The Battler took part in Operation Avalanche, the naval part of the Salerno landings, forming part of Force V alongside the escort carriers Attacker, Hunter and Stalker and the support carrier Unicorn, while the fleet carriers Illustrious and Formidable formed Force H. The escort carriers reached Gibraltar from the Clyde on 9 August, where they picked up their fighters - in the case of the Battler the Seafires of Nos.807 and 808 Squadrons. The carriers left Gibraltar on 8 September, and spent four days of Salerno, from 9 to 12 September. During this period Force V provided close air support for the landings, suffering heavy losses from accidents to the fragile Seafires. The aircraft moved onshore for operations on 13-14 September, rejoining their carriers after these two days.

After the end of Avalanche the Battler sailed to Aden, before moving on to Bombay where she was the first carrier to be allocated to No.1 Aircraft Carrier Squadron of the East Indies Fleet, after a period with the Eastern Fleet. From November 1943 until March 1944 she served on convoy escort duties operating from Bombay, with the Seafires, Swordfish and Wildcats of No.834 Squadron onboard.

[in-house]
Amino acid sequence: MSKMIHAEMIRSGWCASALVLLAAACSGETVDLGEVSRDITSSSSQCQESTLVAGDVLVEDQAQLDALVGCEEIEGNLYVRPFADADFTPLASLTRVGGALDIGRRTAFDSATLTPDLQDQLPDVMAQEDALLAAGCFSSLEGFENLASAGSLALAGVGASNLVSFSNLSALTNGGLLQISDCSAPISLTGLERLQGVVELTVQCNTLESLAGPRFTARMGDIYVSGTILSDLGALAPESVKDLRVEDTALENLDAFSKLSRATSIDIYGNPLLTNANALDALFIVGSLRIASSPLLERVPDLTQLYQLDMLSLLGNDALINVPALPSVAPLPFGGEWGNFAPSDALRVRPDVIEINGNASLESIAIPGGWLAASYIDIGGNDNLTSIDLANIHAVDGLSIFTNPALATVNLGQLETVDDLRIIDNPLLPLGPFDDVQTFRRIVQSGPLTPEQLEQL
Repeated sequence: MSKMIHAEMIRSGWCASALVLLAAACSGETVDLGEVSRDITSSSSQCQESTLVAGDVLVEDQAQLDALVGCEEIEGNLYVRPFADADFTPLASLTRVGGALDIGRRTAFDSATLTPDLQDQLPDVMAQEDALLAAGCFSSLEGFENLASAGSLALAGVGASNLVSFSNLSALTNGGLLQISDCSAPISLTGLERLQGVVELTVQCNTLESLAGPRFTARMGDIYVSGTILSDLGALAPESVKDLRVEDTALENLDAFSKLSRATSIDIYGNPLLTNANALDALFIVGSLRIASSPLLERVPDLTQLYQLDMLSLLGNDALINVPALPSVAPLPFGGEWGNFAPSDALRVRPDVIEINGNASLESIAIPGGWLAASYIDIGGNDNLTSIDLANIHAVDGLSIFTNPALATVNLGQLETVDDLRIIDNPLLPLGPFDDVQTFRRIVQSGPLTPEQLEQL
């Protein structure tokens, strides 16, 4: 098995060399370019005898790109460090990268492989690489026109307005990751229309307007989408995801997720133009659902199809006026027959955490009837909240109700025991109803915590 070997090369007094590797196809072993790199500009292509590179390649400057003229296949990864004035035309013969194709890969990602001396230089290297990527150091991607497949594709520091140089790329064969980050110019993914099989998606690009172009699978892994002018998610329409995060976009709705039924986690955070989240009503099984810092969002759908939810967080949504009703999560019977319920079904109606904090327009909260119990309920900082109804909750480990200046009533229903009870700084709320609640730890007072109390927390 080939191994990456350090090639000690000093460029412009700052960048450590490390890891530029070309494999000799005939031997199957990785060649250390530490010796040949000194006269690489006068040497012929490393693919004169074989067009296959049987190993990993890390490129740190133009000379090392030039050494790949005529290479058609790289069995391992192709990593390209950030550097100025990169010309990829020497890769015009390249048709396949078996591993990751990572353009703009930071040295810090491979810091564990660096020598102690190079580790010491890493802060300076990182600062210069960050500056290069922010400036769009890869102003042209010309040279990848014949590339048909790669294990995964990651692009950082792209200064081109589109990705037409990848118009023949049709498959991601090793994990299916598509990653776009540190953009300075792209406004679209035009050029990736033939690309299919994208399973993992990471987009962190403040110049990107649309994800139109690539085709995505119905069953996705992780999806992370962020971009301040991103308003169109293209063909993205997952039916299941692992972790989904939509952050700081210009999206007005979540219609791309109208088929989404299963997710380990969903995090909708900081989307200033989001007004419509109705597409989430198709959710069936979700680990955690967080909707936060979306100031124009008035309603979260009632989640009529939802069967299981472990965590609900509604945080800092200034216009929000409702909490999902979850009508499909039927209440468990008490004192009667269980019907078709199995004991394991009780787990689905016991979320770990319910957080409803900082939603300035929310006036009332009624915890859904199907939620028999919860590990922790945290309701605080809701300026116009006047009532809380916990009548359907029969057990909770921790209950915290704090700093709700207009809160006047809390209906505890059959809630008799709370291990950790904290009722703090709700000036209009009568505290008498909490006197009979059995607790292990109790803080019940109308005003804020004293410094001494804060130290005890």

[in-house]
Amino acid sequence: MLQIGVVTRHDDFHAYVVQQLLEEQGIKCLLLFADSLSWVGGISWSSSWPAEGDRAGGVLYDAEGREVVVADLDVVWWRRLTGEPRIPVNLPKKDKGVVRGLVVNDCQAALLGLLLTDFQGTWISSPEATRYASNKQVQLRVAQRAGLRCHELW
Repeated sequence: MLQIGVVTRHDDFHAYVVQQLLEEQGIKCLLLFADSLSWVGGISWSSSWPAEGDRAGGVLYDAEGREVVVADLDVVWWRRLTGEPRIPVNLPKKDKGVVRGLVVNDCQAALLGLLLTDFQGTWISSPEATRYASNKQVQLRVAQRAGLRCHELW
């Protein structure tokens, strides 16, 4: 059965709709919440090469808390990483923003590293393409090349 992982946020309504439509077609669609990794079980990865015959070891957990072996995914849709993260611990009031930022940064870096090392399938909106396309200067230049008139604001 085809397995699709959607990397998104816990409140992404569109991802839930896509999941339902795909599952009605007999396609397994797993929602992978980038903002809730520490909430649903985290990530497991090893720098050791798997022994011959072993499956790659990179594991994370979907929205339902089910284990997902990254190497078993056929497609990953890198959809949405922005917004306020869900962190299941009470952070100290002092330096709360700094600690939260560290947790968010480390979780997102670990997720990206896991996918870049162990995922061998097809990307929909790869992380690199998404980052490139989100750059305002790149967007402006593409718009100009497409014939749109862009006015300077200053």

Moving Swordfish into place, HMS Battler
Moving Swordfish into place, HMS Battler

In March 1944 the Battler spotted the German tanker Brake, which was then sunk by destroyers. After this she went to Durban for a refit. This was followed by a working-up period, then some time spent escorting troop convoys. In June 1944 she escorted convoy CM.53, just carrying her anti-submarine Swordfish, then in July escorted KR.11. Anti-submarine patrols in the Colombo area followed until November 1944, when she became a ferry carrier for the East Indies Fleet. In December she was ordered to return to the UK, sailing via Australia and the United States.